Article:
Previous studies(23, 24) have shown that many factors, such as age, remuneration, educational level, working pressure, are influencing factors of job satisfaction. This study aimed to review the satisfaction of township health center staff and the associated factors in Huangpi. Township health centers serve as a central hub in primary health care in rural areas of China. Improving satisfaction is of great significance for the provision of high-quality medical services.
In the present study, there was a significant correlation between marital status and job satisfaction. Married (living with a spouse) had the highest satisfaction, followed by married (not living with a spouse), and the lowest was divorce or widowhood. The study results of Mirzraie was in accordance with our study (25). Similar study have shown that young age, being female and being married were significantly associated with a higher level of job satisfaction by Narge et al(26). However, there was no significant correlation between marital status and score of overall job satisfaction in the study of Hossein (27). Hossein divided marital status into three categories (married, single, other), while we subdivided it into four categories including married (living with spouse), married (not living with spouse), unmarried, divorced/widowed. The single status is divided into unmarried and divorced / widowed, these are two different states and the corresponding age groups varies greatly, the married state are classified as living with the spouse or not. We infer that simply dividing marital status into married and single is not conducive to finding the relationship between marital status and job satisfaction.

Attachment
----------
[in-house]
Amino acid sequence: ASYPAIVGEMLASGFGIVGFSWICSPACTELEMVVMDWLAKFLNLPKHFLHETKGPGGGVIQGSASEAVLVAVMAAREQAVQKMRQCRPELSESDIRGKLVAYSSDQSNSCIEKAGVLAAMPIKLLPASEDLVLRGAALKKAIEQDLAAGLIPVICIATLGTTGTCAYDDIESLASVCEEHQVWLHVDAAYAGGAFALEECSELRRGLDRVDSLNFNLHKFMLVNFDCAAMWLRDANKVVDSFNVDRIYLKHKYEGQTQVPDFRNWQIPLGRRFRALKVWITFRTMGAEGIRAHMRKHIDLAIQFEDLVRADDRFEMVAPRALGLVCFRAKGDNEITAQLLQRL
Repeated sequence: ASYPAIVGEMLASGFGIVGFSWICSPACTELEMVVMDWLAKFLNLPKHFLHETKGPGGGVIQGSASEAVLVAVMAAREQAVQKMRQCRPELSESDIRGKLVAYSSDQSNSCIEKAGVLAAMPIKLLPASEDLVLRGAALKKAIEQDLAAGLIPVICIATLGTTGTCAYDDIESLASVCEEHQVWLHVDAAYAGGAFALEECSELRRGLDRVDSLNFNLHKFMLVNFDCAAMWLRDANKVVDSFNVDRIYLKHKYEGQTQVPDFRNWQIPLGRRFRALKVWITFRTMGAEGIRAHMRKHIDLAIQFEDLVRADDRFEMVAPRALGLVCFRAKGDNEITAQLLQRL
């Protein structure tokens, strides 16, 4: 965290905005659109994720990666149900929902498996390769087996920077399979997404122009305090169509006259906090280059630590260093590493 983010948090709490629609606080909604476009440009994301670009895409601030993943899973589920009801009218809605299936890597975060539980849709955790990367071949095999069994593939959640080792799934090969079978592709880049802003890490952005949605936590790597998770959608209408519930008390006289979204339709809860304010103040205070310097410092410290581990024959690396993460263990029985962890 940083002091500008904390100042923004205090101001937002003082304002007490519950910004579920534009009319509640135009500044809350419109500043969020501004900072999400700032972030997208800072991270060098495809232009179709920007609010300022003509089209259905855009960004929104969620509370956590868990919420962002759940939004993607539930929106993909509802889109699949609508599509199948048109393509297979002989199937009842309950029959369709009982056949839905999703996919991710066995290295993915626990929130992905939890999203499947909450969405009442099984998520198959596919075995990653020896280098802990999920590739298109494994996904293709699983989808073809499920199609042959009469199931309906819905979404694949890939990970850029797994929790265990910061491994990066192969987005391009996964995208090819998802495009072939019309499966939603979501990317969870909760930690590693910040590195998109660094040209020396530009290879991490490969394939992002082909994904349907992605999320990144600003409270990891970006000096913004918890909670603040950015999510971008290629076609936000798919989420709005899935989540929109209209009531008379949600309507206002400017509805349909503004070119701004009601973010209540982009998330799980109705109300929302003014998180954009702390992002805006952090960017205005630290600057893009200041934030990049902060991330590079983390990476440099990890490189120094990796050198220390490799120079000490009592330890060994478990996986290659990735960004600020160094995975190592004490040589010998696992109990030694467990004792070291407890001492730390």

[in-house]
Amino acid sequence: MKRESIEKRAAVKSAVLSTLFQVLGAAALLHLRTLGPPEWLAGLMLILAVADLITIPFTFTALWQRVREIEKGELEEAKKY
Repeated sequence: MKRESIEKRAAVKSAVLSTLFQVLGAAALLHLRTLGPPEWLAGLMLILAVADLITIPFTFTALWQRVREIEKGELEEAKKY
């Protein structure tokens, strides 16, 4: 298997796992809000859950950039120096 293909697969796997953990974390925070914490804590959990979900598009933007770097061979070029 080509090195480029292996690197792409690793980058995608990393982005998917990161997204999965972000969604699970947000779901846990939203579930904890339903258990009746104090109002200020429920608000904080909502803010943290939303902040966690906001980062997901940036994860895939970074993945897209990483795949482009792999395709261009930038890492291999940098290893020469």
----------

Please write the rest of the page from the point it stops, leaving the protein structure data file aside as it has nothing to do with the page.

Healthcare staff who had a professional status of lower than primary were less likely to be satisfied with their job than the respondents with senior or deputy professional status. Similarly, a previous study has have shown that higher salary and having more leadership roles were independently associated with higher career satisfaction(28). However, a study in Guangdong Province conducted by Yong Lu(21) pointed out that empolyees with a higher professional status were less likely to be satisfied with their job than those with lower status. Participants of the above studies consisted of various types of health centers, including tertiary public hospital which undertake a large number of heavy health tasks, while our research included only medical staff of township health centers. A study have shown that medical staff in tertiary hospitals undertake the heaviest workload among those in health facilities of different levels which adversely affect the overall job satisfaction and could also develop into higher stress rating and burnout syndrome (29). This also explains why staff who work too long hours per week are less satisfied in our study. Another possible explanation is that in China, professional titles are usually associated with status and income. Staff with low professional titles enjoy less reputation and income than those with high professional titles.